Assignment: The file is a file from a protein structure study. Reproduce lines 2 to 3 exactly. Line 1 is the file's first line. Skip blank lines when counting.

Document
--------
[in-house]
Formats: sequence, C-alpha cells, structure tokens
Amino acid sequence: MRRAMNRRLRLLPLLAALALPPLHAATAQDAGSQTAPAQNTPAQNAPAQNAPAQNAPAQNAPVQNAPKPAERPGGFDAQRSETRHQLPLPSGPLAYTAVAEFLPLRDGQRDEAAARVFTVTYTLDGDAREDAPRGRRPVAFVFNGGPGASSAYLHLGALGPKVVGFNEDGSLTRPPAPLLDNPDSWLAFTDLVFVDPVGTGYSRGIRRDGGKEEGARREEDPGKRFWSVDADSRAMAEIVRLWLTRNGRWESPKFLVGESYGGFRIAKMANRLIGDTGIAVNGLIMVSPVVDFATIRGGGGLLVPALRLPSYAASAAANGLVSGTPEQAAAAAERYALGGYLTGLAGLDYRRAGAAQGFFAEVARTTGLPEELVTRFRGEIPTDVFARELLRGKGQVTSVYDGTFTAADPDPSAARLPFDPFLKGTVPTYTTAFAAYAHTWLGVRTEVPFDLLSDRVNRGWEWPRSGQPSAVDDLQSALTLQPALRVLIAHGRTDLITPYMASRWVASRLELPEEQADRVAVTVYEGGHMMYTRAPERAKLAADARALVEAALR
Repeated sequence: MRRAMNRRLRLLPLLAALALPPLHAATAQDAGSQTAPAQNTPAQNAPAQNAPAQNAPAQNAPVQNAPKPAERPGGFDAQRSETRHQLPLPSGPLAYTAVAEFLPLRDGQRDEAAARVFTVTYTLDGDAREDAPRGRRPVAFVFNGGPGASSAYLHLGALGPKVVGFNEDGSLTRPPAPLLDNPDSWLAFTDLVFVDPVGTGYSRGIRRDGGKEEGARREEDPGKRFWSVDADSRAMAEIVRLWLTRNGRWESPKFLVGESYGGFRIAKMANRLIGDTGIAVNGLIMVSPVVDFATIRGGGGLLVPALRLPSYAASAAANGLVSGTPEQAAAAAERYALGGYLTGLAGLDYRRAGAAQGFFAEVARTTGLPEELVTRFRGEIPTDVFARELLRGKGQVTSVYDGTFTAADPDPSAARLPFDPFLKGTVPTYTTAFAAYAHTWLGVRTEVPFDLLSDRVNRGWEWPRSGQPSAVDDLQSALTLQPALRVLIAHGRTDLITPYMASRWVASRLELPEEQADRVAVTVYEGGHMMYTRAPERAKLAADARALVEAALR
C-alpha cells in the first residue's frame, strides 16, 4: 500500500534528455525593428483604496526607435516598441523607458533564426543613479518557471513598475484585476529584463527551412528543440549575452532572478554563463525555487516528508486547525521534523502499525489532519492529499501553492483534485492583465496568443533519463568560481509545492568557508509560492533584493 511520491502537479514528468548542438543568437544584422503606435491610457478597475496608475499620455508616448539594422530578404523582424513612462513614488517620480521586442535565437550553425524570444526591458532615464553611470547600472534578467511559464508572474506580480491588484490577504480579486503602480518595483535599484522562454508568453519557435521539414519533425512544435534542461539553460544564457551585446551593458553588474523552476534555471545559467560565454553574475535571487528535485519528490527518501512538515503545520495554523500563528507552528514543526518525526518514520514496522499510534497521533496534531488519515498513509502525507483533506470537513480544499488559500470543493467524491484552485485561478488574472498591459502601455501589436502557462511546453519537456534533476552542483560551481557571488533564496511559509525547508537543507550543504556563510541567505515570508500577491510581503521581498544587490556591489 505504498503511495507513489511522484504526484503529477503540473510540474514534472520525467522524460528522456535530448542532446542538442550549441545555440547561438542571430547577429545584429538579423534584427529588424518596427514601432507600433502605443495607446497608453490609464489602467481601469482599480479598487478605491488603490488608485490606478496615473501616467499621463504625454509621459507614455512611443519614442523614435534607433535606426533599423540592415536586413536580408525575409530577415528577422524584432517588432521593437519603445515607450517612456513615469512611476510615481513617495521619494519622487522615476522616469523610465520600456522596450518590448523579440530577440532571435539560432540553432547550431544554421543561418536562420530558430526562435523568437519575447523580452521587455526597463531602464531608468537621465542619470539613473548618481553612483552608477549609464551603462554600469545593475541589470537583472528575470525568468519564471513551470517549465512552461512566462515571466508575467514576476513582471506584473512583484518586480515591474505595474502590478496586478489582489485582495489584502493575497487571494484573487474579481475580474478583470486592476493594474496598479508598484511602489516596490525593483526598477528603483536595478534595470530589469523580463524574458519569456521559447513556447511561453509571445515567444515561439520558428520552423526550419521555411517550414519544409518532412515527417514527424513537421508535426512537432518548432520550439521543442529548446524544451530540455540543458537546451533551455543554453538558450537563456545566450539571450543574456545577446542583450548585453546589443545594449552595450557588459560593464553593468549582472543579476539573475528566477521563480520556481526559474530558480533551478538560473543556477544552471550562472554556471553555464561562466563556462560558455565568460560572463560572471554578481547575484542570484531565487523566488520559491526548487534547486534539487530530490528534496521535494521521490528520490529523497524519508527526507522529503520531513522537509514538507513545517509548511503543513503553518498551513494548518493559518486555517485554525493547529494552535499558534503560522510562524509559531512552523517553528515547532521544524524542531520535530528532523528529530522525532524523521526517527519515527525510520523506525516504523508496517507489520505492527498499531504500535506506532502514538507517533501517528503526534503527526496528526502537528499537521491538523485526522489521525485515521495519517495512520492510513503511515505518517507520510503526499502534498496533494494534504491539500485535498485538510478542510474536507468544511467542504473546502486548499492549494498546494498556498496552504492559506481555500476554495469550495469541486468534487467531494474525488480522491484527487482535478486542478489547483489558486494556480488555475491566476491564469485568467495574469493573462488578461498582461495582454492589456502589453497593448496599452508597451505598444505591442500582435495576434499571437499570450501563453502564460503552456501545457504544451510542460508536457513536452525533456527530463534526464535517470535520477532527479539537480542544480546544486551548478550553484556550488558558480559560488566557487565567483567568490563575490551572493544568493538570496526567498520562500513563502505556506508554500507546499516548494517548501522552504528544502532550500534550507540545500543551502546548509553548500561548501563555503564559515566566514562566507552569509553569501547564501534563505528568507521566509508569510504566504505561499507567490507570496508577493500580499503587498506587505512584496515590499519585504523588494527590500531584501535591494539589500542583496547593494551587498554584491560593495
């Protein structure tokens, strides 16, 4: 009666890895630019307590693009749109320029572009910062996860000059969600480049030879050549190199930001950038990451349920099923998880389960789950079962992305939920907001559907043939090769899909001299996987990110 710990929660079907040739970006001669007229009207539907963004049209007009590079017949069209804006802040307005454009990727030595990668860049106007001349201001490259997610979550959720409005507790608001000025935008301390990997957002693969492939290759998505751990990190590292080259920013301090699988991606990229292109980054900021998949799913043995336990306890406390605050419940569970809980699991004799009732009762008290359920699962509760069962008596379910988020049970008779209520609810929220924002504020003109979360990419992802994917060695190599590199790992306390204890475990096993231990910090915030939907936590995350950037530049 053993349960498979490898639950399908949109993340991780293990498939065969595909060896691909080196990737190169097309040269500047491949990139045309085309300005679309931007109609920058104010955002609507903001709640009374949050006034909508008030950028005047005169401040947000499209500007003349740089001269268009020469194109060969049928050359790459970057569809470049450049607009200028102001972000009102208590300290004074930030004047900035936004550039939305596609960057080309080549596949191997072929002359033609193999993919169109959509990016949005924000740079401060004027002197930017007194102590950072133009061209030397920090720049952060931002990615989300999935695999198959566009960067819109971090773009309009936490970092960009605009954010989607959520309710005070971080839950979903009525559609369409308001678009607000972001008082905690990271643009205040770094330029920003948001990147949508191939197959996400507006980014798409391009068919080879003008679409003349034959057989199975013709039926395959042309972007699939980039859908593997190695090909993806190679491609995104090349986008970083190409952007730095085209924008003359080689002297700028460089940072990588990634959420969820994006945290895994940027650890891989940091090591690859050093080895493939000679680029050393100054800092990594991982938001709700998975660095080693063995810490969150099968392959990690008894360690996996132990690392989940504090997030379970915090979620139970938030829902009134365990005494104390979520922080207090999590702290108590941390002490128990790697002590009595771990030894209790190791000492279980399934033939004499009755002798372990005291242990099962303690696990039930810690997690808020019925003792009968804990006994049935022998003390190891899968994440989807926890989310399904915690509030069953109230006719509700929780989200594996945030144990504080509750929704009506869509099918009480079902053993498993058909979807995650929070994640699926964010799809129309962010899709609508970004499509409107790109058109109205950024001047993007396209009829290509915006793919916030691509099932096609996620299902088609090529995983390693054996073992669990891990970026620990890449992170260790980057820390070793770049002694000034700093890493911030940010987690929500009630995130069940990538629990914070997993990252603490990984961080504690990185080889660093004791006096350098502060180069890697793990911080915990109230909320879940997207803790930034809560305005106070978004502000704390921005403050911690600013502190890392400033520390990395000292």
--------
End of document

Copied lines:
Formats: sequence, C-alpha cells, structure tokens
Amino acid sequence: MRRAMNRRLRLLPLLAALALPPLHAATAQDAGSQTAPAQNTPAQNAPAQNAPAQNAPAQNAPVQNAPKPAERPGGFDAQRSETRHQLPLPSGPLAYTAVAEFLPLRDGQRDEAAARVFTVTYTLDGDAREDAPRGRRPVAFVFNGGPGASSAYLHLGALGPKVVGFNEDGSLTRPPAPLLDNPDSWLAFTDLVFVDPVGTGYSRGIRRDGGKEEGARREEDPGKRFWSVDADSRAMAEIVRLWLTRNGRWESPKFLVGESYGGFRIAKMANRLIGDTGIAVNGLIMVSPVVDFATIRGGGGLLVPALRLPSYAASAAANGLVSGTPEQAAAAAERYALGGYLTGLAGLDYRRAGAAQGFFAEVARTTGLPEELVTRFRGEIPTDVFARELLRGKGQVTSVYDGTFTAADPDPSAARLPFDPFLKGTVPTYTTAFAAYAHTWLGVRTEVPFDLLSDRVNRGWEWPRSGQPSAVDDLQSALTLQPALRVLIAHGRTDLITPYMASRWVASRLELPEEQADRVAVTVYEGGHMMYTRAPERAKLAADARALVEAALR